online-banking-2The UK once again finds itself at loggerheads with EU policy, and this time our flag bearer is none other than the infamous George Osborne, the chancellor that columnists love to hate.

The new bankers’ bonus cap would seek to limit bonuses to a year’s salary, bringing an end to the façade of current pay-outs up to 12 times an employee’s base wage. This would, of course, hit the UK’s financial sector the hardest, which is no doubt the reason why Osborne found himself outvoted 26-1 at a meeting of the European Union’s finance ministers. Rightly so, you might say. The extortionately overpaid banker stereotype is ubiquitous and, ironically, this stigma is simply contributing to the problem. Jon Terry, partner at PricewaterhouseCoopers and banking pay-level advisor, claims this so-called ‘banker-bashing’ is responsible for a reticence among graduates to work in the City. Investment banks are forced into higher incentivisation than ever, with a 5% rise in starting salaries in 2012.

The value of the principle, then, is becoming increasingly obvious. There is a need to curb the growth of this disparity between professions that are not so very different. Yes, we entrust bankers with our safety, financially speaking, and their role requires a degree of intelligence, but this is not a unique position. It would be easy to argue that medicine or engineering requires as much intelligence and serves as important a function. The salary of the average banker far surpasses their practical value for civilized society. In principle, capping a banker’s bonus is almost morally obligatory, but in practice? In practice, it is quite a different story.

We have seen in the past that talent follows money; more progressive taxes lead to costly emigration as highly paid professionals take their services elsewhere. Won’t this initiative breed the same fruit? Sony Kapoor, managing director of the Re-Define think tank, thinks no. With legislation implemented at an EU-wide level, bankers will have to go some distance to escape it. He supplements his assertion, however, with this claim:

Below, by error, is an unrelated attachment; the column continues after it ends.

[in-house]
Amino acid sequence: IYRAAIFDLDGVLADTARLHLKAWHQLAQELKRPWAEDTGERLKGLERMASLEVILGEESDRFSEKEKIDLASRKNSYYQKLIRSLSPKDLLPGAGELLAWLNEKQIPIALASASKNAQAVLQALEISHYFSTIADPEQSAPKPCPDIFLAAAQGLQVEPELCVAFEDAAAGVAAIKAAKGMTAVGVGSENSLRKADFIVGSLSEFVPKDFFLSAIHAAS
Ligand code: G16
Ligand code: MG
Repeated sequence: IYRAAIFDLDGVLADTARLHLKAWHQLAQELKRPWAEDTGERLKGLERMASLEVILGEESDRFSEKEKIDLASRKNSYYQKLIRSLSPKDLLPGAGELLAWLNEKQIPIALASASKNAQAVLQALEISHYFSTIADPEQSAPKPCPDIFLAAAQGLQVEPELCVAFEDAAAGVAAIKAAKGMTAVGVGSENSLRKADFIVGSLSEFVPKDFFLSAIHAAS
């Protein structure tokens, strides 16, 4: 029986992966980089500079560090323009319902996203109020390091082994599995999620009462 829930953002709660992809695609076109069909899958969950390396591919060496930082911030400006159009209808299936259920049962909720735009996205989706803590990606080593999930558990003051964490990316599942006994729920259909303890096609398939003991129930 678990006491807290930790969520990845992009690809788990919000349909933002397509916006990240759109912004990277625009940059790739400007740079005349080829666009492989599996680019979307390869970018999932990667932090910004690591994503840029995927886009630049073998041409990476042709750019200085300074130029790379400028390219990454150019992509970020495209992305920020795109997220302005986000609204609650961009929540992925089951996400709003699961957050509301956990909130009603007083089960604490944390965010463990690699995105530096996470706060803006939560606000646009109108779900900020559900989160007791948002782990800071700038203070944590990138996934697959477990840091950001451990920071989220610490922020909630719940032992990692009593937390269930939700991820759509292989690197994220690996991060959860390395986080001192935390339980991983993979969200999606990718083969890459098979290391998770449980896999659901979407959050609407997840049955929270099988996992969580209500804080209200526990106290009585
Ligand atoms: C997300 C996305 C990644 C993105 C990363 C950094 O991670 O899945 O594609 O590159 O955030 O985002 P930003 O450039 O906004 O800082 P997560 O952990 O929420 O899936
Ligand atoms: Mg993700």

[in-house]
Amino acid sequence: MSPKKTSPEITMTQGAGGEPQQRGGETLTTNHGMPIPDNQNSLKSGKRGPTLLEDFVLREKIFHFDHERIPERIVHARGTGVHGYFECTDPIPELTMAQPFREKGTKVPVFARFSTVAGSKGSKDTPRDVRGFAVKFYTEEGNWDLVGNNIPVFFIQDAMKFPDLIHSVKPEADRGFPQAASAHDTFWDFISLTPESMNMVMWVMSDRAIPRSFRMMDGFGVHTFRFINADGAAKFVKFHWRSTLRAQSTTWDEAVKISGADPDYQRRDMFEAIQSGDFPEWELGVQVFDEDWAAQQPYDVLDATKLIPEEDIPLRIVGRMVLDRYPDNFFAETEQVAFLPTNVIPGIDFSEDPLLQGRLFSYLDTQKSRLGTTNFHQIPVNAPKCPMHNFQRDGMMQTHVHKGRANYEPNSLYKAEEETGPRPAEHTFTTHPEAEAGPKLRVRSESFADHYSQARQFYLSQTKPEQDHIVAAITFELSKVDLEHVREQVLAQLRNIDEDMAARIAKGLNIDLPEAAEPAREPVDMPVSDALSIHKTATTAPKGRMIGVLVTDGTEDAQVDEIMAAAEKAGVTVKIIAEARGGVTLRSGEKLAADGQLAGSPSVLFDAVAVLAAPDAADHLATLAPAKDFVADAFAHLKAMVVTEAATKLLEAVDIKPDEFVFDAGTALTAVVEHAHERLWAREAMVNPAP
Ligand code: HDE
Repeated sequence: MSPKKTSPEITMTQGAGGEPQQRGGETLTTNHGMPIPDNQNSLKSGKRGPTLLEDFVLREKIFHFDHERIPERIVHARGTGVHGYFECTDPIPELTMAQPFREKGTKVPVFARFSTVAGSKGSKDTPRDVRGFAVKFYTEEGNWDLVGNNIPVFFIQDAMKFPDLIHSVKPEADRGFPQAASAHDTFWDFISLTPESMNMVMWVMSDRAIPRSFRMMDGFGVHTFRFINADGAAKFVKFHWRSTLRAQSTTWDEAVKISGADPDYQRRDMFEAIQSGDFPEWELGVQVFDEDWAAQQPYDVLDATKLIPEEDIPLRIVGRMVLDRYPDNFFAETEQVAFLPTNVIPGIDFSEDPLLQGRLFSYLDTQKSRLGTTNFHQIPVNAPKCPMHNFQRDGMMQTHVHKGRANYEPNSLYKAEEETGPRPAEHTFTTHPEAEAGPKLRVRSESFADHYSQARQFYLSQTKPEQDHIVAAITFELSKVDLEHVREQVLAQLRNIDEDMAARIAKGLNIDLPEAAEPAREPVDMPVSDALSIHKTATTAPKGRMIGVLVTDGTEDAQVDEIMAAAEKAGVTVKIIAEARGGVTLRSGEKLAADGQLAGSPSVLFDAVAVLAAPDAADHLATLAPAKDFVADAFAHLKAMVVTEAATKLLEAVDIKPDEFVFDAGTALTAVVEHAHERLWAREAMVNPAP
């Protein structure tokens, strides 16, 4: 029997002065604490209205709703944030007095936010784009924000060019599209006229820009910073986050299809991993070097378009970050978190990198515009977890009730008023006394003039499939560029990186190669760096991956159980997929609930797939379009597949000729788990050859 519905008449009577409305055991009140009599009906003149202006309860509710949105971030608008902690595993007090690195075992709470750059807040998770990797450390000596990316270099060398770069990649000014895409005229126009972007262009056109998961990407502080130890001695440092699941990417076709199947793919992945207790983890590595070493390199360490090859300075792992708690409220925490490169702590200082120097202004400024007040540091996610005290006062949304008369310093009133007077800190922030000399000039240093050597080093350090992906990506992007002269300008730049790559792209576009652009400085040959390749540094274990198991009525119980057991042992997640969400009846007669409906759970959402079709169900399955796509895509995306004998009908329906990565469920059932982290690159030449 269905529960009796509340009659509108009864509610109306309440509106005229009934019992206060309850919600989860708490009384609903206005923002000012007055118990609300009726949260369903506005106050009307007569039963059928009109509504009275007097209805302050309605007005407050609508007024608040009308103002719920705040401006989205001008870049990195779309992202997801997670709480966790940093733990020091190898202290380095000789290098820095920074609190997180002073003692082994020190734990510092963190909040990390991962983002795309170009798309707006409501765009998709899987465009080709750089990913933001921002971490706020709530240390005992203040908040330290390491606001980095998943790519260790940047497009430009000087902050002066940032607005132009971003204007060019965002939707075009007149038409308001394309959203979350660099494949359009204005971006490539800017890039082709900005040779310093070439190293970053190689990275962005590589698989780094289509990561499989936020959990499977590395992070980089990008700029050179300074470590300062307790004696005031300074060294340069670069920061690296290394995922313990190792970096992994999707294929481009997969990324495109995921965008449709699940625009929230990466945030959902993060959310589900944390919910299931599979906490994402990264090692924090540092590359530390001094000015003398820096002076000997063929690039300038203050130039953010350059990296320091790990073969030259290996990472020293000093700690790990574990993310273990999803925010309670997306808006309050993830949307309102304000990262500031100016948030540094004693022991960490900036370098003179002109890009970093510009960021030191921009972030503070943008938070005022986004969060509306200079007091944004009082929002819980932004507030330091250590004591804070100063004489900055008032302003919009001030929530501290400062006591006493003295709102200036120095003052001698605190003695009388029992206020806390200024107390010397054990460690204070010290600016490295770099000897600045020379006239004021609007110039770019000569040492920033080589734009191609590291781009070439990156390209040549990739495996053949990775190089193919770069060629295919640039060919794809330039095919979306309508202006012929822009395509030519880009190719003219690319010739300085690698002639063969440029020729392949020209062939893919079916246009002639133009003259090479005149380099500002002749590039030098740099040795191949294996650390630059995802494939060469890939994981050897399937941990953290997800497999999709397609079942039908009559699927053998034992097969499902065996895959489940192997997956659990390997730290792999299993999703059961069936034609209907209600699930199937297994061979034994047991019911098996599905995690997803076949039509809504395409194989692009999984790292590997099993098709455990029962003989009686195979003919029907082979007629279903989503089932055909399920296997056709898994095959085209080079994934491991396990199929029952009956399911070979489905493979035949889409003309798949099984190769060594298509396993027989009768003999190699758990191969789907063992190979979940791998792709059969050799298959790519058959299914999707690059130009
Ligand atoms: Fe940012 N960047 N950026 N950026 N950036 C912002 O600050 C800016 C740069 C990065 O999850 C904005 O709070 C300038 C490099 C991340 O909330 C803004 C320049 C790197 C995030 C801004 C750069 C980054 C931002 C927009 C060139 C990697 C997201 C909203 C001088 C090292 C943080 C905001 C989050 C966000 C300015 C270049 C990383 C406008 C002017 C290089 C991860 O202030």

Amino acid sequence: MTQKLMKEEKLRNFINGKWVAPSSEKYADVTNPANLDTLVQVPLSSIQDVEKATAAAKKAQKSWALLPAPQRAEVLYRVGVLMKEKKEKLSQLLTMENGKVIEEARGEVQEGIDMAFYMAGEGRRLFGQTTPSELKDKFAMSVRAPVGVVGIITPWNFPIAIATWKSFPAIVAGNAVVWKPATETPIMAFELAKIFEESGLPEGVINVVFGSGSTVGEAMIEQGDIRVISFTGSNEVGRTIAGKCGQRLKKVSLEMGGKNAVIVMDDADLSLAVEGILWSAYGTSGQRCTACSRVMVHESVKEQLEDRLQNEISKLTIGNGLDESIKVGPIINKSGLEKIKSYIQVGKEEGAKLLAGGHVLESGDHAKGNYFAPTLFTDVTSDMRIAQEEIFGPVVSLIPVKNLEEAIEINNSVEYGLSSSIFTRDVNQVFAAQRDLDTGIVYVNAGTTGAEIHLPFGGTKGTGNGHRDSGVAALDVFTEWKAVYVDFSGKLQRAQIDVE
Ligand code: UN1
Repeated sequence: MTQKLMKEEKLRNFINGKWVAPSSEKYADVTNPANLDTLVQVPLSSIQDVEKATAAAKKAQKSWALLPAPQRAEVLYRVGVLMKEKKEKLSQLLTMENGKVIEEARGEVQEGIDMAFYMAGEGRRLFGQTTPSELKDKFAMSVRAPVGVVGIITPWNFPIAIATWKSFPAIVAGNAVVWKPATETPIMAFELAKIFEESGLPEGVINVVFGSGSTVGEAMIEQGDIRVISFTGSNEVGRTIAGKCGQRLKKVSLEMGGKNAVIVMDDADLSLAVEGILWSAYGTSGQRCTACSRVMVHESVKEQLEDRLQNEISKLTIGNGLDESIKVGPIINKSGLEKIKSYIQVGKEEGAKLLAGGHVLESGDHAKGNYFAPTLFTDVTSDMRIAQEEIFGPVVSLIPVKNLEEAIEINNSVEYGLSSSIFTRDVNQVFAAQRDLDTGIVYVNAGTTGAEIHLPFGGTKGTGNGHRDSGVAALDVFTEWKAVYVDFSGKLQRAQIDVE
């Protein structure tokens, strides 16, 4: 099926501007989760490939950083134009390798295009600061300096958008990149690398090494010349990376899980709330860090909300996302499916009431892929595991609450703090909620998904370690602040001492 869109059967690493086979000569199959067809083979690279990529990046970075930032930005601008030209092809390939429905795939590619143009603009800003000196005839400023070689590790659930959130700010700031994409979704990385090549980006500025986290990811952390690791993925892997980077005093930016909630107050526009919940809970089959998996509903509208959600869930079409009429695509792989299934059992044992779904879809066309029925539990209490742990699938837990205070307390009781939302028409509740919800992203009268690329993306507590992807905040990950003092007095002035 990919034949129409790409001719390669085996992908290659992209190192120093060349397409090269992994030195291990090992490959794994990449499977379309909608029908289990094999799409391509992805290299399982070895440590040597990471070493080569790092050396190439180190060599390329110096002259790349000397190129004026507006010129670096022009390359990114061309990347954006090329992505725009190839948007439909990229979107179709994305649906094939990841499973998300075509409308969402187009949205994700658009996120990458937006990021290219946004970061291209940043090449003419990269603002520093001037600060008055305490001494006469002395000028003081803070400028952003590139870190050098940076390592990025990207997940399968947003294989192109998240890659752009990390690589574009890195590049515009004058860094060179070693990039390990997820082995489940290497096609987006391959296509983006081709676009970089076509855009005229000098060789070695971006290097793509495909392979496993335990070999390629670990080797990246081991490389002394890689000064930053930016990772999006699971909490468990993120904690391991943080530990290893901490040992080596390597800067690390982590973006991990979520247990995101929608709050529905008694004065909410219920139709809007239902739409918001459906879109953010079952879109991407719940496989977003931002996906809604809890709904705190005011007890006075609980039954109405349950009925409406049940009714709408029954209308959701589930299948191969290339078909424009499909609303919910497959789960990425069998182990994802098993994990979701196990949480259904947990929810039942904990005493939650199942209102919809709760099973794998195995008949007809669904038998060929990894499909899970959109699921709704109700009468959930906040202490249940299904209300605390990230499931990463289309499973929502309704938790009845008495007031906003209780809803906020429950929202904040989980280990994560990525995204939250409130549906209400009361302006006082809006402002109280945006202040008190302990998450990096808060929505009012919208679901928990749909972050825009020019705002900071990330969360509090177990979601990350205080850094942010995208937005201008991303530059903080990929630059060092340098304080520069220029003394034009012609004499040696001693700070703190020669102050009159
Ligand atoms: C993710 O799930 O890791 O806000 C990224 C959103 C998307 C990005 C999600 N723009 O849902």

‘This will help tackle the culture of excessive risk-taking and the bending of rules that has now become endemic to banking.’

I cannot but agree with him that risk-taking has become endemic. But if the prospect of financial reward is the motivation for this behaviour, capping bonuses will not prevent it. There are other ways to financially reward employees. Joe Rundle, head of trading at ETX Capital, told the BBC that banks will simply “drive up fixed salaries to compensate”. There is little doubt here. If nothing else, we must concede that bankers possess a certain shrewdness, and they will inevitably exploit this loophole. This can only result in one of two problems.

The first, as Simon Lewis, CEO of the Association for Financial Markets in Europe, affirms, is that banks will become less competitive. With a more consistent base wage, bankers will feel a new security in their positions and, with it, an accompanying loss of drive. Amongst an already over-cautious public, we will have gained just another group of nine-to-fivers, doing little to bolster the economy. Personally I find this difficult to imagine. Even disregarding the typical tendencies of aspiring bankers, I suspect that current risk-taking is motivated largely by the carrot and that, if anything, the stick actually deters some bankers from potentially dangerous decision-making. At least up until now we have had both! Therein lies the second problem. Robin Bew, Chief Economist at the Economist Intelligence Unit, summed it up in a simple tweet:

“EU legally caps banker bonuses. Popular, but counterproductive? Likely to push up salaries & reduce variable pay. So less skin in game.”

Bankers have been playing a dangerous game with the money of others, but at least their own welfare has also been on the line. Now, without the threat of losing their bonus, what is there to lose? The carrot is as real as ever, with the eyes of greed and ambition on a potential pay rise, but the stick is gone. It is much easier to withhold a bonus from an employee than to lower their salary or get rid of them completely. These reforms are likely to trivialise personal responsibility rather than promote it.

When it comes to the financial welfare of the country, even of the EU, it is not the thought that counts. Change policy effectively and sustainably, or do not change it at all. This cap will not ultimately mean that the renumeration of bankers is lessened; it will simply distance them from the consequences of their mistakes. Spearheading a principle without considering its pragmatic implementation achieves nothing.

BY: David Salisbury

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